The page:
Brenna Wynn Greer Writes about Opposition to the NFL Protest for The Spoke

November 1, 2017
Tommie Smith Statue at National Museum of African American History and Culture
Credit:
John S. Quinn/Shutterstock.com

The Spoke is a blog launched earlier this year through Wellesley’s Albright Institute as “a voice for the liberal arts in global dialogue.” Led by six faculty members representing the disciplines that comprise the liberal arts, The Spoke posts new articles regularly regarding issues and events of global importance. Wellesley faculty, staff, students, and alumnae—including Madeleine K. Albright ’59 and other special guests—contribute analyses of local, national, and global issues.

In her most recent post for The Spoke, Brenna W. Greer, Wellesley’s Knafel Assistant Professor of Social Sciences and professor of history, discusses criticism of NFL players taking a knee during the national anthem—and the irony and racism behind such opposition.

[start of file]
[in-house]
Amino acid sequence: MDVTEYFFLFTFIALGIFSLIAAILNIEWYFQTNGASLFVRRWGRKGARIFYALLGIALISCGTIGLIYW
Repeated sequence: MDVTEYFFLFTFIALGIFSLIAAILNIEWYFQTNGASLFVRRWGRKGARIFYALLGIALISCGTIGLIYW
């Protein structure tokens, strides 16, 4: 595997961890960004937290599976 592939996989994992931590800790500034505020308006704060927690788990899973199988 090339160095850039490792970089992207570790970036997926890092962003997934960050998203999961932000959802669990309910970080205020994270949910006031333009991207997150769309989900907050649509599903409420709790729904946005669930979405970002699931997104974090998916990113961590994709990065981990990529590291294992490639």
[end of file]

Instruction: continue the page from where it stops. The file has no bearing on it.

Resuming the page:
Greer writes, “Many who would have black football players sit down and shut up—or, in this case, stand up and sing—object to them messing with tradition and bringing politics into the game. Except, only since 2009 have NFL players been required to be present during the national anthem for primetime games; previously, they sat out ‘The Star Spangled Banner’ in the locker room.”

Greer points out that by taking a knee, NFL players assert that “people of color have equal stake in this nation—its heritage, culture, strength, and successes—at a time when multiple federal efforts seek to repudiate or revoke their claim.” 

Read Professor Greer’s article and additional posts from her and other contributors at The Spoke.